Asia is minting billionaires faster than anywhere else in the world, and this elite group is giving Russian oligarchs and Middle Eastern aristocrats a run for their money in the trophy-assets stakes.
Here are five of the region's billionaires and some of the purchases they crossed off their bling wish lists this year.
This former taxi driver started building his fortune investing in the Shanghai stock market, then pouring money into real estate, pharmaceuticals and finance. He and his wife Wang Wei have filled two private museums with art and antiques. Though he's worth billions, he flies for free on frequent flyer miles earned using his American Express Centurion Card to buy art.
An avowed "tuhao," the Chinese term for nouveau riche, Liu enjoys thumbing his nose at the art establishment, while outbidding all comers at auction. Last year he paid $36 million for a 500-year-old ceramic bowl that once belonged to a Chinese emperor, and then caused a furor by drinking tea from it.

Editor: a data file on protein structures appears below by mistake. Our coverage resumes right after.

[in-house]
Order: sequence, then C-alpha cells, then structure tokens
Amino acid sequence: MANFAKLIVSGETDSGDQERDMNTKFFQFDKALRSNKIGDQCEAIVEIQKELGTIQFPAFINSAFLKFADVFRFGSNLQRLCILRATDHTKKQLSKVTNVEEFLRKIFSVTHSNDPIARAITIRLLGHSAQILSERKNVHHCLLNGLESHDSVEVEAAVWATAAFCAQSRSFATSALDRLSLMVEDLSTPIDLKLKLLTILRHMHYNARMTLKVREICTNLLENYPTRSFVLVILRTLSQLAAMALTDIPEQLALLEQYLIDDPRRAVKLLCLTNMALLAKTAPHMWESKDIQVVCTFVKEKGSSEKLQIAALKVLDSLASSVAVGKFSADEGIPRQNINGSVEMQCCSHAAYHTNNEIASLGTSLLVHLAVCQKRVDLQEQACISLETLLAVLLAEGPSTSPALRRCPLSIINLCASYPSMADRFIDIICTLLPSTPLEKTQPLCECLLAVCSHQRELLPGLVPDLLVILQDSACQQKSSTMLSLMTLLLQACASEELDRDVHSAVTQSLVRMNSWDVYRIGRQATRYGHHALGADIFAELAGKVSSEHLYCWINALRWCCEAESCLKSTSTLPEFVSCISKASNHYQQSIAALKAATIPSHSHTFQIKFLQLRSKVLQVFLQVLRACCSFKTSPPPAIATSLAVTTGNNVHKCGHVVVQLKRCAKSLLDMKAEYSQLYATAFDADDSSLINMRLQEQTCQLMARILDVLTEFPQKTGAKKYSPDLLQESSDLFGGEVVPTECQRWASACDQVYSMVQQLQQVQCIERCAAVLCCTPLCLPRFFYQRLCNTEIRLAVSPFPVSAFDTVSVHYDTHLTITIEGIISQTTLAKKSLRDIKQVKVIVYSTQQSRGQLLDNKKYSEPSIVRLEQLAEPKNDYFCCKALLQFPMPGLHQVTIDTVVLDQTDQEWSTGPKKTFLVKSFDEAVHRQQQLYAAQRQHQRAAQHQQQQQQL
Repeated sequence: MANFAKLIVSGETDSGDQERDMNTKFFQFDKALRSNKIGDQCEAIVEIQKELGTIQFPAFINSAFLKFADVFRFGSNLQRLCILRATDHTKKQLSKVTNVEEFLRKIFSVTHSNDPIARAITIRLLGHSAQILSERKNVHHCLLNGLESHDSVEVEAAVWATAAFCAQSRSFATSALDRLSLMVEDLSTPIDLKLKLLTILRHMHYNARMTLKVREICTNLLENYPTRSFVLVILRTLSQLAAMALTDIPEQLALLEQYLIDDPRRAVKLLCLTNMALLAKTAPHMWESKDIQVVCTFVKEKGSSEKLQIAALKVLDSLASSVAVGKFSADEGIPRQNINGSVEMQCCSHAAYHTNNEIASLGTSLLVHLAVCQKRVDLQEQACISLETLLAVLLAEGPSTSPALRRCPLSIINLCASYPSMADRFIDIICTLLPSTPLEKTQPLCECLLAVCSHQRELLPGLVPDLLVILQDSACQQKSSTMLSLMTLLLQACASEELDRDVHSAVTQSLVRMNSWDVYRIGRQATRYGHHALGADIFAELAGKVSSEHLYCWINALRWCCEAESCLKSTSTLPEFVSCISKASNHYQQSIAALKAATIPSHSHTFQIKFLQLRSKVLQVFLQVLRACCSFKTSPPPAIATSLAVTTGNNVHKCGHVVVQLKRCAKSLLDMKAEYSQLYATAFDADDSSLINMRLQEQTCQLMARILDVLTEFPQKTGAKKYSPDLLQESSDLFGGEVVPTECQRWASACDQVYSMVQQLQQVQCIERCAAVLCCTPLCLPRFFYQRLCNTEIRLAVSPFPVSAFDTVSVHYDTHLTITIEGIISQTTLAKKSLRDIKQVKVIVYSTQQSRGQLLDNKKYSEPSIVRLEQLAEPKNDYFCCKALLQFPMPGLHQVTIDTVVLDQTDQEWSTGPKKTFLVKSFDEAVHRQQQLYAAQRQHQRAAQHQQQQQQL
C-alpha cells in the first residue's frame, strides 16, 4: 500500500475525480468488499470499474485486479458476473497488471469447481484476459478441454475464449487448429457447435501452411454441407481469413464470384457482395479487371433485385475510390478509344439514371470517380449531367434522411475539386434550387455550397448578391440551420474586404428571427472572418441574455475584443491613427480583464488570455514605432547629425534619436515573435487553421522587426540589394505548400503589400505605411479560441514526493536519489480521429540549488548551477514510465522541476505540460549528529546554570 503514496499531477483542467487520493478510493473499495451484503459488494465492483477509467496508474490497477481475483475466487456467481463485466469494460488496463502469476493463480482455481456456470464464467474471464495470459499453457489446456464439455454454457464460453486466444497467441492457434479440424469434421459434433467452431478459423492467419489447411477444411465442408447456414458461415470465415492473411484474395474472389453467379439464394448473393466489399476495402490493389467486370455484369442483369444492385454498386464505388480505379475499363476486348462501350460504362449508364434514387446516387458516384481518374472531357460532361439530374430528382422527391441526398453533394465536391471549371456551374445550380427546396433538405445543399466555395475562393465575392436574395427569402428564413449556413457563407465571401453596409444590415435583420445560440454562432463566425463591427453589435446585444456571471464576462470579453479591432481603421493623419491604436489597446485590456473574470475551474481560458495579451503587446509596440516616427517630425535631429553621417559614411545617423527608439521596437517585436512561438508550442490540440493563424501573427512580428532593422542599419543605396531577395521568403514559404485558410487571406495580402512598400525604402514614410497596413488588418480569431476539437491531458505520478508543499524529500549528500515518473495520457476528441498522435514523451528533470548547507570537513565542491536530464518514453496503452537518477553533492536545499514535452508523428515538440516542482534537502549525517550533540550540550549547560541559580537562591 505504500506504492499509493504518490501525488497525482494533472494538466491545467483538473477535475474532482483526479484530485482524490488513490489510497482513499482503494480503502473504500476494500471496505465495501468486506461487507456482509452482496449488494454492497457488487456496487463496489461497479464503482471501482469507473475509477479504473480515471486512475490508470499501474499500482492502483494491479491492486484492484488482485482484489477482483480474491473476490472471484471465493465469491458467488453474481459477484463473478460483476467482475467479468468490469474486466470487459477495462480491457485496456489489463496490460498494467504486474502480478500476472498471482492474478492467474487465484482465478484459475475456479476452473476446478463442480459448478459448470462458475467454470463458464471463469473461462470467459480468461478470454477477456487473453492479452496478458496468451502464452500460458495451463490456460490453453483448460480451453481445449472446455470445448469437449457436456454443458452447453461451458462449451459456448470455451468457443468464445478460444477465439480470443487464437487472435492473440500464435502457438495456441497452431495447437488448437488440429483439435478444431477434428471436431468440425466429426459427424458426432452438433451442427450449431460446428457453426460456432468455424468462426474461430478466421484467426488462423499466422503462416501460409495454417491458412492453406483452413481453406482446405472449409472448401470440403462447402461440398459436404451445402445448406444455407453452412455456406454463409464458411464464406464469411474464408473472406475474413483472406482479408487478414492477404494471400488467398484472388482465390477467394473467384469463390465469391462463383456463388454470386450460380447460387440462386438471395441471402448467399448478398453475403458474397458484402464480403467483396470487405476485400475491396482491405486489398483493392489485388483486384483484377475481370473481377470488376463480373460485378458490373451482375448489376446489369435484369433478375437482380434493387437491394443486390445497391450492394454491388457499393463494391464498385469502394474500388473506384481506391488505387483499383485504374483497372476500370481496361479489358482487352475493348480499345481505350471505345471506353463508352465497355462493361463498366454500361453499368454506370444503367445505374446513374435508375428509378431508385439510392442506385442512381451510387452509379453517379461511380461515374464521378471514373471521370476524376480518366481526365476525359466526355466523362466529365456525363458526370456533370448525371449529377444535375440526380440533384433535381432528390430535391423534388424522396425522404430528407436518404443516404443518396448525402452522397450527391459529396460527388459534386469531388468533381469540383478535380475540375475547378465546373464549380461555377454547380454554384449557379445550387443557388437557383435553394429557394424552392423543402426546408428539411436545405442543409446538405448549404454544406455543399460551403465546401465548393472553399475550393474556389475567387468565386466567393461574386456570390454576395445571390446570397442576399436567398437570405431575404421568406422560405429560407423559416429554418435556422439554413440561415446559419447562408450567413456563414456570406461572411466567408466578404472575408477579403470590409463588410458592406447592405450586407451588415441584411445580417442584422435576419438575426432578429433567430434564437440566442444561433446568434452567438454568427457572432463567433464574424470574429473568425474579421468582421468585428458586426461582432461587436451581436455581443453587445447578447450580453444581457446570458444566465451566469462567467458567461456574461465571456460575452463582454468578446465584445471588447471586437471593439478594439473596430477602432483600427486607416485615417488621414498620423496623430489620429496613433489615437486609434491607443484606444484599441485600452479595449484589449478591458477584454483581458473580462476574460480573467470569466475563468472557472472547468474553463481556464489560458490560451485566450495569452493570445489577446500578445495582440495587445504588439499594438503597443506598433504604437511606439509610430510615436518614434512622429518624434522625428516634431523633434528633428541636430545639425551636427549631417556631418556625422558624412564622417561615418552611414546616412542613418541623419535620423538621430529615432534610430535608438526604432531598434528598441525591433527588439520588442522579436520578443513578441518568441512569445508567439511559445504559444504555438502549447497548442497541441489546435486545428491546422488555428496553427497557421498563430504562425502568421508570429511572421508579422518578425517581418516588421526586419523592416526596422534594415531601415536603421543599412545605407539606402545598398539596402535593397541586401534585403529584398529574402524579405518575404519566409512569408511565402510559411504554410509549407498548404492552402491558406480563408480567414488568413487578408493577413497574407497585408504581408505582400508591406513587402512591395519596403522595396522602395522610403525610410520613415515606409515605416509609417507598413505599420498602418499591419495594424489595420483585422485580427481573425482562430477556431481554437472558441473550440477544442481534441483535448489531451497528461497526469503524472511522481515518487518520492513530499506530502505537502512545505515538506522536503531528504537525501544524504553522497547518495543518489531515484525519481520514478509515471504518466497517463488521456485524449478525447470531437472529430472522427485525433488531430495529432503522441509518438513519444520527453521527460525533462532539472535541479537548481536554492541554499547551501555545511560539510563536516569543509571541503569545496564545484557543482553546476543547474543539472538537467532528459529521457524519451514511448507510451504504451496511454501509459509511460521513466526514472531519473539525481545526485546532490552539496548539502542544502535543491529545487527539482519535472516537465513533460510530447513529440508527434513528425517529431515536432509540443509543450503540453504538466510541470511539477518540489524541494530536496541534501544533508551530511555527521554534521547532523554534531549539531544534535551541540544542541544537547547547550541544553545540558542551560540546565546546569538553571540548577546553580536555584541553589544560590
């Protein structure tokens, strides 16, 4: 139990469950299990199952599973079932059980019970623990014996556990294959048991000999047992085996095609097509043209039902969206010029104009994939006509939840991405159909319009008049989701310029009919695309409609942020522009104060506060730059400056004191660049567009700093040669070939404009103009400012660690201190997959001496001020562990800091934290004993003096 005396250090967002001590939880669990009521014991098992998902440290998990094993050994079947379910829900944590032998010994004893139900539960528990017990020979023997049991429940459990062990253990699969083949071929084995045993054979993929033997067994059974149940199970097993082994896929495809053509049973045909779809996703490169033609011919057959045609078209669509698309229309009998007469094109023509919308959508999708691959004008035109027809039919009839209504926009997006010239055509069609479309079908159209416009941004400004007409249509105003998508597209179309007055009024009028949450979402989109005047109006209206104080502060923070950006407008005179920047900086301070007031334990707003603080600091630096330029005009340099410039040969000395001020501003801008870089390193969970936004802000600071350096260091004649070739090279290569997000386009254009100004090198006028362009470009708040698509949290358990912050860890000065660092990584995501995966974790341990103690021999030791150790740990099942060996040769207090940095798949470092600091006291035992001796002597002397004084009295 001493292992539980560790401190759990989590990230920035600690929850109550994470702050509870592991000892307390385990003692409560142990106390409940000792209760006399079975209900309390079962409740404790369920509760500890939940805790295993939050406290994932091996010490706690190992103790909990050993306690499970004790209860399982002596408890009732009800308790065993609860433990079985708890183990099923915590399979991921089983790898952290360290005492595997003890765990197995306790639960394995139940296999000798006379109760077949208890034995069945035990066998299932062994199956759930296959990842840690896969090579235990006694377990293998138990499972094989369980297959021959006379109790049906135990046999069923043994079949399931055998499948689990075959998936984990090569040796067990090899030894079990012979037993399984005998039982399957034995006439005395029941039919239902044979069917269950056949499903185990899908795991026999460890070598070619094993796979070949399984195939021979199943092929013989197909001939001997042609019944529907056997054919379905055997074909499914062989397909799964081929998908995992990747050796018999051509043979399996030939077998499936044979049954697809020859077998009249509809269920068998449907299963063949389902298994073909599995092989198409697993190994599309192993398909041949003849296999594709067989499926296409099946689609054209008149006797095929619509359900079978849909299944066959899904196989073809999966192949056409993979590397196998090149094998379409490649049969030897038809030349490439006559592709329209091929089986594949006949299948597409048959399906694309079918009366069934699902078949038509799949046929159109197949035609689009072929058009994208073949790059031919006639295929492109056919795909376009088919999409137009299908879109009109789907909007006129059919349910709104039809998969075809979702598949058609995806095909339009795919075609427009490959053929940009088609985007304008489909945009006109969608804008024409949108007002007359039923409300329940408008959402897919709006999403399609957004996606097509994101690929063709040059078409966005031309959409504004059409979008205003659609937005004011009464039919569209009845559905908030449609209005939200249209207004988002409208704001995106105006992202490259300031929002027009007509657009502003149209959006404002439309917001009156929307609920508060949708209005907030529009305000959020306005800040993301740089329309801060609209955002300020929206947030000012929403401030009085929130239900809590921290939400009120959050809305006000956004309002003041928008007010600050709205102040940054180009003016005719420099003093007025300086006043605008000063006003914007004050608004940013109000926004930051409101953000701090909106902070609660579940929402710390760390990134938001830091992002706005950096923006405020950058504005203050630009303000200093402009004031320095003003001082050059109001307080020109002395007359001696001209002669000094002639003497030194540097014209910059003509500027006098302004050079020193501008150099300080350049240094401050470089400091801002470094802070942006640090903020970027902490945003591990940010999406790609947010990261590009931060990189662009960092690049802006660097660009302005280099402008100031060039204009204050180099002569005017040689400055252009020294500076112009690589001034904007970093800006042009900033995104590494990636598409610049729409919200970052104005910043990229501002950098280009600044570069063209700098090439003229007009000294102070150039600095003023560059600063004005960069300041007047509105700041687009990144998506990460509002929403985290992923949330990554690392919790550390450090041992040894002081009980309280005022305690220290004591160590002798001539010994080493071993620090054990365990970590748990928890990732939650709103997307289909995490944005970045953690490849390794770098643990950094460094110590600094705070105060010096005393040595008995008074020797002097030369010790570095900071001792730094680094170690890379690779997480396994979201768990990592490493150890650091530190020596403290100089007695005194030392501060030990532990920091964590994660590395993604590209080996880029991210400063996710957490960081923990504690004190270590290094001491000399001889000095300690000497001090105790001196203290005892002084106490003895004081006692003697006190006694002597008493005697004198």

In November he took things to another level, picking up Amedeo Modigliani’s 1917 “Nu Couche (Reclining Nude)” for $170.4 million at a Christie's sale in New York, the second-highest amount ever paid for a painting at auction.
The family led by Indian billionaire patriarch Cyrus Poonawalla, chairman of Serum Institute of India Ltd., the world's biggest vaccine maker, paid $120 million for this Mumbai mansion as a weekend home.
The sprawling compound's 50,000 square feet may not be enough space, says his son Adar, who makes the four-hour trip from his home in Pune to Mumbai, where he races horses. There are plans to improve its facade, gut former security rooms, and perhaps build another floor if Mumbai's regulations protecting landmark structures allow it.
Built by a maharajah in 1938 and sold in 1957 to the U.S. government, which used it as a consulate for over 50 years, the property sits on a two-acre plot overlooking the Arabian Sea. The sale price was a record for a residential property in Mumbai, according to local media reports.